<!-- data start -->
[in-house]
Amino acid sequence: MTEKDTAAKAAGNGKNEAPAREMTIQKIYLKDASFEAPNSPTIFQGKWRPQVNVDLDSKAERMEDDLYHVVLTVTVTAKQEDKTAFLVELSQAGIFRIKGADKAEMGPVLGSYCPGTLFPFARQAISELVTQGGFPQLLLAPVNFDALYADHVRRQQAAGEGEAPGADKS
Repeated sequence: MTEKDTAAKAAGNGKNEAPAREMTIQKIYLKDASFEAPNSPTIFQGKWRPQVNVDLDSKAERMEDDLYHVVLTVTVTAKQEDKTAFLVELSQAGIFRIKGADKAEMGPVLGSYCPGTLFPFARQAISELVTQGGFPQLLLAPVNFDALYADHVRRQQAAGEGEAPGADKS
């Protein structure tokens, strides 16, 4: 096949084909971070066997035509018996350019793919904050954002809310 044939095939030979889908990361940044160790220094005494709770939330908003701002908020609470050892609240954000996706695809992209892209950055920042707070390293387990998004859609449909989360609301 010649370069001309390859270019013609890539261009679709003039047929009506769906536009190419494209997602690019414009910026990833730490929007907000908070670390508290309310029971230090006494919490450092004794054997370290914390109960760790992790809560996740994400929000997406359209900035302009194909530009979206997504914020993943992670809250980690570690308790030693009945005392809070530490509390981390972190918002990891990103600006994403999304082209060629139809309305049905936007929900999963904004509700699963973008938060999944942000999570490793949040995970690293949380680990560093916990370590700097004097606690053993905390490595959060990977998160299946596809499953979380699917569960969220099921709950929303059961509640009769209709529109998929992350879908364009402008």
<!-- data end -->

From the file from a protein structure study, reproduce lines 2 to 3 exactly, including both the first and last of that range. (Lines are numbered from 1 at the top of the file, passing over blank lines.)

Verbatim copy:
Amino acid sequence: MTEKDTAAKAAGNGKNEAPAREMTIQKIYLKDASFEAPNSPTIFQGKWRPQVNVDLDSKAERMEDDLYHVVLTVTVTAKQEDKTAFLVELSQAGIFRIKGADKAEMGPVLGSYCPGTLFPFARQAISELVTQGGFPQLLLAPVNFDALYADHVRRQQAAGEGEAPGADKS
Repeated sequence: MTEKDTAAKAAGNGKNEAPAREMTIQKIYLKDASFEAPNSPTIFQGKWRPQVNVDLDSKAERMEDDLYHVVLTVTVTAKQEDKTAFLVELSQAGIFRIKGADKAEMGPVLGSYCPGTLFPFARQAISELVTQGGFPQLLLAPVNFDALYADHVRRQQAAGEGEAPGADKS